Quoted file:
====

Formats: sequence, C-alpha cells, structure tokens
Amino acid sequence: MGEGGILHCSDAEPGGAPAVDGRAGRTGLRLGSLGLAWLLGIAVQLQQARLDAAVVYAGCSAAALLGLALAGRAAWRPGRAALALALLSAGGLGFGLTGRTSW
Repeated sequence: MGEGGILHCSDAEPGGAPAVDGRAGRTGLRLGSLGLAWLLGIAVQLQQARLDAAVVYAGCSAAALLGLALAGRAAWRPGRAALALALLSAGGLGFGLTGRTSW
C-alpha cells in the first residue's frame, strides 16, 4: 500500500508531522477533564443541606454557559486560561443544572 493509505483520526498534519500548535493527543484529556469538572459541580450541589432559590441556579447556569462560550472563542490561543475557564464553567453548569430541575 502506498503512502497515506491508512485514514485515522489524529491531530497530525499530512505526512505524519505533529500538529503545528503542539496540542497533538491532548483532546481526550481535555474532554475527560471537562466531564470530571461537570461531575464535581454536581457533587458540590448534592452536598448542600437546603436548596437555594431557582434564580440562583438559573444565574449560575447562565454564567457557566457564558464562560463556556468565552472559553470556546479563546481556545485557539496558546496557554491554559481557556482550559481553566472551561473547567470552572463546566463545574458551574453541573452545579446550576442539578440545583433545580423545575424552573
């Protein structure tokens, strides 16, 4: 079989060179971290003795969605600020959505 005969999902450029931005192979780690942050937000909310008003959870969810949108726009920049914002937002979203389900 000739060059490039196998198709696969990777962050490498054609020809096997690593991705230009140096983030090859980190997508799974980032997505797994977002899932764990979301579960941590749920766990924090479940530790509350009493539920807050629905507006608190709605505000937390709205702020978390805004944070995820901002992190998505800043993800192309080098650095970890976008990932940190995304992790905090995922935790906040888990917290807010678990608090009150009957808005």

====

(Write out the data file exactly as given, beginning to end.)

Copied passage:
Formats: sequence, C-alpha cells, structure tokens
Amino acid sequence: MGEGGILHCSDAEPGGAPAVDGRAGRTGLRLGSLGLAWLLGIAVQLQQARLDAAVVYAGCSAAALLGLALAGRAAWRPGRAALALALLSAGGLGFGLTGRTSW
Repeated sequence: MGEGGILHCSDAEPGGAPAVDGRAGRTGLRLGSLGLAWLLGIAVQLQQARLDAAVVYAGCSAAALLGLALAGRAAWRPGRAALALALLSAGGLGFGLTGRTSW
C-alpha cells in the first residue's frame, strides 16, 4: 500500500508531522477533564443541606454557559486560561443544572 493509505483520526498534519500548535493527543484529556469538572459541580450541589432559590441556579447556569462560550472563542490561543475557564464553567453548569430541575 502506498503512502497515506491508512485514514485515522489524529491531530497530525499530512505526512505524519505533529500538529503545528503542539496540542497533538491532548483532546481526550481535555474532554475527560471537562466531564470530571461537570461531575464535581454536581457533587458540590448534592452536598448542600437546603436548596437555594431557582434564580440562583438559573444565574449560575447562565454564567457557566457564558464562560463556556468565552472559553470556546479563546481556545485557539496558546496557554491554559481557556482550559481553566472551561473547567470552572463546566463545574458551574453541573452545579446550576442539578440545583433545580423545575424552573
């Protein structure tokens, strides 16, 4: 079989060179971290003795969605600020959505 005969999902450029931005192979780690942050937000909310008003959870969810949108726009920049914002937002979203389900 000739060059490039196998198709696969990777962050490498054609020809096997690593991705230009140096983030090859980190997508799974980032997505797994977002899932764990979301579960941590749920766990924090479940530790509350009493539920807050629905507006608190709605505000937390709205702020978390805004944070995820901002992190998505800043993800192309080098650095970890976008990932940190995304992790905090995922935790906040888990917290807010678990608090009150009957808005």